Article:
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Radiotherapy and tamoxifen after surgery improved local control and survival in breast cancer

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Overgaard M, Jensen MB, Overgaard J, et al. Postoperative radiotherapy in high-risk postmenopausal breast-cancer patients given adjuvant tamoxifen: Danish Breast Cancer Cooperative Group DBCG 82c randomised trial. Lancet. 1999 May 15; 353:1641-8.


In postmenopausal women with breast cancer, does the addition of radiotherapy to 1 year of adjuvant tamoxifen after surgery reduce locoregional recurrence and improve survival?


Randomised controlled trial with 10-year follow-up.


76 surgical departments in Denmark.


1460 postmenopausal women who were younger than 70 years of age and had high-risk breast cancer (node positive, tumour size > 5 cm, invasion to skin or pectoral fascia, or any combination of these characteristics). Exclusion criteria were metastatic distant disease, previous or concomitant other malignant disease, or macroscopic residual tumour. 1375 patients (94%) (median age 62 y) were included in the analysis.


All patients had had total mastectomy and limited axillary dissection of level I and part of level II nodes. After surgery, patients were allocated to adjuvant tamoxifen, 30 mg/d for 1 year (n = 689), or radiotherapy plus tamoxifen (n = 686). Radiotherapy was directed towards the chest wall, surgical scar, and regional lymph nodes (generally 50 Gy in 25 fractions in 35 d or 48 Gy in 22 fractions in 38 d).

Main outcome measures

Overall survival, disease-free survival, and site of first recurrence (locoregional recurrence, distant metastases, or both).

Main results

At 10 years, based on Kaplan-Meier estimates, patients who received tamoxifen plus radiotherapy had greater overall and disease-free survival than patients who received tamoxifen alone (45% vs 36%, P = 0.03; and 36% vs 24%, P < 0.001, respectively). Locoregional recurrence was also reduced in the tamoxifen plus radiotherapy group (P < 0.001). Distant metastases were increased {P < 0.001}*, but the overall rate of recurrences was lower in the tamoxifen plus radiotherapy group (P < 0.001) (Table).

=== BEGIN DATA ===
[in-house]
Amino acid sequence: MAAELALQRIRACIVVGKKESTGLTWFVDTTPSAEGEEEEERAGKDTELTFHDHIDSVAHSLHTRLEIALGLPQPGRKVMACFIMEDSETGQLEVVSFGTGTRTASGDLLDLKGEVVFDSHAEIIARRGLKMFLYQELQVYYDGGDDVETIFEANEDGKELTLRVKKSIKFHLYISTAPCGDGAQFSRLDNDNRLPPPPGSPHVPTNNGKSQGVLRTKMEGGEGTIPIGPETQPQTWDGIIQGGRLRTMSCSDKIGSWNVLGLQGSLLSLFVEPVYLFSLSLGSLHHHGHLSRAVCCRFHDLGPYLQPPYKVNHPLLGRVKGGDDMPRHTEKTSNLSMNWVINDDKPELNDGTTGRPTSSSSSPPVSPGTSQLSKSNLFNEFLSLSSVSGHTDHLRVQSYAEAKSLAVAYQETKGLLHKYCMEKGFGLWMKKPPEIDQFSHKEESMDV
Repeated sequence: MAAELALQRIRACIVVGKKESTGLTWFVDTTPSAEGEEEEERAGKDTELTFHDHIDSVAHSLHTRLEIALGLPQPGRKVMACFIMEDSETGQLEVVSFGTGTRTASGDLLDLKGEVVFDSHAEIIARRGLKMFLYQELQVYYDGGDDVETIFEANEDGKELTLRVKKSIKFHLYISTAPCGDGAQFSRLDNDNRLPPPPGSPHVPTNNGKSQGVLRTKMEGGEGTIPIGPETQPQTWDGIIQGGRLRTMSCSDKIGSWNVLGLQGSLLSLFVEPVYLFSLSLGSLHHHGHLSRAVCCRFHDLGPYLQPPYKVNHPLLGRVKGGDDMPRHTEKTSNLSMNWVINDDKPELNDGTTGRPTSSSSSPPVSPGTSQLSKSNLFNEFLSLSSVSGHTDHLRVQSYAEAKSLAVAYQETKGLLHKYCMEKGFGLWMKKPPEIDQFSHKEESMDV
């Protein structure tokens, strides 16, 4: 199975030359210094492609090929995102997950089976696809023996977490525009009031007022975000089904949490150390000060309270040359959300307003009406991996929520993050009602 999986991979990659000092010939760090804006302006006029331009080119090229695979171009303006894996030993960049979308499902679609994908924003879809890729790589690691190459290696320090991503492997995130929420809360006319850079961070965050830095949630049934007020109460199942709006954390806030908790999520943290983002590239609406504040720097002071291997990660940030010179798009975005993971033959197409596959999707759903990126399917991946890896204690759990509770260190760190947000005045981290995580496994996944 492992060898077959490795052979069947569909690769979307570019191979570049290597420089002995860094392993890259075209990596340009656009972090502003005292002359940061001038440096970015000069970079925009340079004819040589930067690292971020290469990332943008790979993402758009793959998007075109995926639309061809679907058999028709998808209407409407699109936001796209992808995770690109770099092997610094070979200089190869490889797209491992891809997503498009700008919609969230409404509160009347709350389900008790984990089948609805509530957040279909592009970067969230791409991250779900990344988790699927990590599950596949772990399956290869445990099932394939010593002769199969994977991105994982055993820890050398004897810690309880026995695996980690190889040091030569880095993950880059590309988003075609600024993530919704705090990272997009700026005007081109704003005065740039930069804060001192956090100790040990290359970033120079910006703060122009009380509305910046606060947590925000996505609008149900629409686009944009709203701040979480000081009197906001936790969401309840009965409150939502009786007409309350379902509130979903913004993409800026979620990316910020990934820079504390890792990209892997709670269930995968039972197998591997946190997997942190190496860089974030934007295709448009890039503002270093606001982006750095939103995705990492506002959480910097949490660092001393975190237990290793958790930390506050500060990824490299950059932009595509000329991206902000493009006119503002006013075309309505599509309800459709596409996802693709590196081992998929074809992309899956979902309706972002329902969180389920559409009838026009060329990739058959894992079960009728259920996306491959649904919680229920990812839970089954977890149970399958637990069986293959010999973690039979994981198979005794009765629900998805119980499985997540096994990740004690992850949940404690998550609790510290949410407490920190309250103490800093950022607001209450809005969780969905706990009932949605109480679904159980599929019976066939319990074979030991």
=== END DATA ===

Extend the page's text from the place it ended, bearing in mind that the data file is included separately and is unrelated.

In postmenopausal women with breast cancer, the addition of radiotherapy to adjuvant tamoxifen after surgery reduced total locoregional recurrence and improved survival.

Source of funding: Not stated.

For correspondence: Dr. M. Overgaard, Department of Oncology, Aarhus University Hospital, Nørrebrogade 44, Building 5, DK-8000 Aarhus C, Denmark. FAX 45-8949-2530.

*P value calculated from data in article.

Radiotherapy plus tamoxifen vs tamoxifen alone for breast cancer at 10 years

Outcomes RT plus Tamoxifen RRR (95% CI) NNT (CI)

tamoxifen alone

All recurrences 47% 60% 22% (13 to 29) 8 (6 to 13)

Locoregional recurrence 8% 35% 78% (72 to 84) 4 (4 to 5)

with or without distant



Distant metastases only 39% 25% 60% (36 to 88) 7 (5 to 10)

RT = radiotherapy. Other abbreviations defined in Glossary; RRR, RRI, NNT, NNH, and CI calculated from data in article.


The study by Overgaard and colleagues is one of several recent studies (1, 2) that have suggested that improved locoregional control of breast cancer results in improved survival. The Early Breast Cancer Trialists' Collaborative Group (3) concluded that patients who received radiotherapy after surgery died less often from breast cancer but more frequently from other causes, often many years after receiving radiotherapy. Reassuring data from Overgaard (4) suggest no increase in non­breast cancer mortality in the Danish studies, possibly because of the way the radiotherapy was administered.

Patients in this study had only a limited axillary dissection. Women with positive nodes (one third of this group) have a greater than 40% chance of having involved nodes at level II or III (5). Many patients in the Danish study will have had residual axillary disease, and the 1 year of tamoxifen they received is suboptimal. Did inadequate local and systemic treatment in nonirradiated patients compromise survival?

Further randomised studies of high-risk postmenopausal women treated by total mastectomy and adequate axillary treatment are required before we can be certain that radiotherapy after mastectomy improves survival. Until then, patients identified as being at very high risk for local recurrence after mastectomy should have chest wall radiotherapy.

J. Michael Dixon, MBChB, MD

Royal Infirmary of Edinburgh

Edinburgh, Scotland, UK


1. Overgaard M, Hansen PS, Overgaard J, et al. N Engl J Med. 1997;337:949-55.

2. Ragaz J, Jackson SM, Le N, et al. N Engl J Med. 1997;337:956-62.

3. Early Breast Cancer Trialists' Collaborative Group. N Engl J Med. 1995;333: 1444-55.

4. Overgaard M. Lancet. 1999;354:866.

5. Veronesi U, Luini A, Galimberti V, et al. Eur J Surg Oncol. 1990;16:127-33.